Another day we went to the Termas de San Joaquin. They are natural hot springs which have been built up and covered by a hotel. With gorgeous architecture, these really are the most beautiful I have ever seen. It is all naturally lit with windows in the roof. There are benches all around and it's very romantic and just peaceful. I wanted to take a nap there.

I got lots of pictures and inspiration for my next painting. I am excited to get started on it.

The kids really had a great time playing and hanging out. On the days they came climbing with us (mostly staying at the bottom of the climbs and playing with sticks) we had to rent helmets for them. They were adult helmets so the kids looked a bit like WWII soldiers with oversized helmets. I'll have to post a picture cause it's so cute.

We camped in tents for this trip. Eight days sleeping on the ground could easily have been extremely uncomfortable (I'm so old now), but this time we upgraded our Thermarests with "Big Agnes" memory foam cases. They were extremely luxurious and comfy. Even though we pitched our tent in the dark in what seemed like a rock pit the sleeping was very nice.

Except I can't sleep. I have mommy ears. The kids were in their own tent for the first time, about 15 feet away, and I tell you I heard everything. They only woke up once in the middle of the night all week, but I heard the rooster that starts crowing at 4:30 am and doesn't stop till 8 am. I heard the rain. The wind. People up at the kitchen talking. The cats playing. Everything. It was lovely, let me tell you. If I could just get over the mommy ears I think everything would be fine.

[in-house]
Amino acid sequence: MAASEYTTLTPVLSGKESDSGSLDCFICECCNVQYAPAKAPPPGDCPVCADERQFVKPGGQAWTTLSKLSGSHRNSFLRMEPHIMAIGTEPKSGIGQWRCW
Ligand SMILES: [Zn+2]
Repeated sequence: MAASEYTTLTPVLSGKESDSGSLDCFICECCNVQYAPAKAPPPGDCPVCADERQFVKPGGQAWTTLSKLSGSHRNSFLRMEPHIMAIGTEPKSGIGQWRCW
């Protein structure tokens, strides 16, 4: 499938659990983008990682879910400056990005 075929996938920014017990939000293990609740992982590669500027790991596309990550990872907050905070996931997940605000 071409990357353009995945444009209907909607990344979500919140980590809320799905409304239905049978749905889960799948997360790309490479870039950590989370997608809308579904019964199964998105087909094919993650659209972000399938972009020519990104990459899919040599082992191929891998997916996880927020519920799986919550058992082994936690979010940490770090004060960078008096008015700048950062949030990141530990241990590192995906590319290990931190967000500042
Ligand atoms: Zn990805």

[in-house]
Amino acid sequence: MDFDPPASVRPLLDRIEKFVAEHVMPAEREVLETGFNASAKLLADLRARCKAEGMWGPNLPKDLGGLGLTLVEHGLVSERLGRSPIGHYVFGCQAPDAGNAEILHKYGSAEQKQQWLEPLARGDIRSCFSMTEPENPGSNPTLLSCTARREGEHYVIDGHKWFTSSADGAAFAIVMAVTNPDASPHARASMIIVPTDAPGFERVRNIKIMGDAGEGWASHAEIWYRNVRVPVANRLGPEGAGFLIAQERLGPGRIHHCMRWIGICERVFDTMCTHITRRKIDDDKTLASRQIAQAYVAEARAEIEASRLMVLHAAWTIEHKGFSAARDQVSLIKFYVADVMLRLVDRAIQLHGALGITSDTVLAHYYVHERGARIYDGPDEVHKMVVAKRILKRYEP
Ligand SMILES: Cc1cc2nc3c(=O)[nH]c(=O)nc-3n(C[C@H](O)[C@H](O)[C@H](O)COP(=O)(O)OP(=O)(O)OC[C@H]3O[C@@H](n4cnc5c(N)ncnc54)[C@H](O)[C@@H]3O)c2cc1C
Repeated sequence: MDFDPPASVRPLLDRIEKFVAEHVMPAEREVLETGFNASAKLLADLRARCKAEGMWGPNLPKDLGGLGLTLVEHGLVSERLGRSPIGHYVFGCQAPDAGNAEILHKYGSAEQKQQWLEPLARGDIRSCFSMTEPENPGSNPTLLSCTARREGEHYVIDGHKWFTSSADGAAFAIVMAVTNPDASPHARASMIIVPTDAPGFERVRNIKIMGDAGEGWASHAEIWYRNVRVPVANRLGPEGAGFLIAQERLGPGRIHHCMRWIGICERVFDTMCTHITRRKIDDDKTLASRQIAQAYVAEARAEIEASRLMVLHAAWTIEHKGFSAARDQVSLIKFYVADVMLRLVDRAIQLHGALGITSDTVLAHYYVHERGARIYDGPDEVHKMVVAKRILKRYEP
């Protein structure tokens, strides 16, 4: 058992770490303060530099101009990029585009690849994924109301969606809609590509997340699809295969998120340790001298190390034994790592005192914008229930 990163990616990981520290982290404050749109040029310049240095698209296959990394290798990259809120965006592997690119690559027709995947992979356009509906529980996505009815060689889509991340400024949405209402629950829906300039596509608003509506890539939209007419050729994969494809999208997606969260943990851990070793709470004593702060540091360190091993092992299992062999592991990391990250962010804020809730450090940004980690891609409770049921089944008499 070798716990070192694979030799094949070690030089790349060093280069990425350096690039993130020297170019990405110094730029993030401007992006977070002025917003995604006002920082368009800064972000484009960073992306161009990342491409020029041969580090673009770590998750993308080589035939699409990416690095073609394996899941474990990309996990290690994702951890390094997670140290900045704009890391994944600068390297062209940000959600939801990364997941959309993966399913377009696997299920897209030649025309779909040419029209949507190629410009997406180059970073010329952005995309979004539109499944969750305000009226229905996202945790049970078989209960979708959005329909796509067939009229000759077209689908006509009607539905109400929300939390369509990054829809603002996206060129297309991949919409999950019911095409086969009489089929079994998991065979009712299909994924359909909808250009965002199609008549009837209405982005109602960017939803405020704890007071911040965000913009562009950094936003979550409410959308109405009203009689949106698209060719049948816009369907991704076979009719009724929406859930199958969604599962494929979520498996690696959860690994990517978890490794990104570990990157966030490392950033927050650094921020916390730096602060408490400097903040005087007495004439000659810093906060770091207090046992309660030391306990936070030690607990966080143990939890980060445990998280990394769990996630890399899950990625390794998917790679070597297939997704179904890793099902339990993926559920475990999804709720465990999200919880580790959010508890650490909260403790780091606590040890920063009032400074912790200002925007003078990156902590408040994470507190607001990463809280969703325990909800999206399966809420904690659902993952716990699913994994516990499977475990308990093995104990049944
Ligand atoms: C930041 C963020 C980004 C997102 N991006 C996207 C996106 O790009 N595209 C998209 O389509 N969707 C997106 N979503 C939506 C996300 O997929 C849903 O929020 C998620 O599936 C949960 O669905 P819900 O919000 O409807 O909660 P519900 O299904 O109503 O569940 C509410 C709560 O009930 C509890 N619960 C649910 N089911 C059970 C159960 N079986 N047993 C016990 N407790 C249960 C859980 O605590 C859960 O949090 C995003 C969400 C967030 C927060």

The last morning we would have been tempted to climb again before leaving, but it was really cold and rainy. So we had to break camp in the rain, which if you've been camping before you know that is the worst. One of our tents still needs to be aired out before it molds...

The border on the way back was SLOW. The US side actually had all four lanes open at the Colombia Bridge, but it still took 4.5 hours to get through. Yuck. We were out of food and patience by the time we finally got through.

All in all it was a great family vacation. We will definitely do it again.

I wrote a few new articles about my experiences in Mexico. You can find them through my profile, here.

4 comments:

BP said...

Thanks for sharing about your trip. I was wondering about it! Glad you had a great time together. Have fun painting.

PJ said...

Sounds like a lovely trip!! It so reminds me that I need another trip to Mexico. But I'm a wimp (and MUCH older than you!!!!!) I go for a low cost hotel!

You're a brave soul to camp out in Mexico with young children!!!

I'll check out your articles in the profile!

Angela O. said...

That sounds like it was a lot of fun - tiring - but fun.

Great photo of your family, too.

T said...

sounds so fun... such great memories!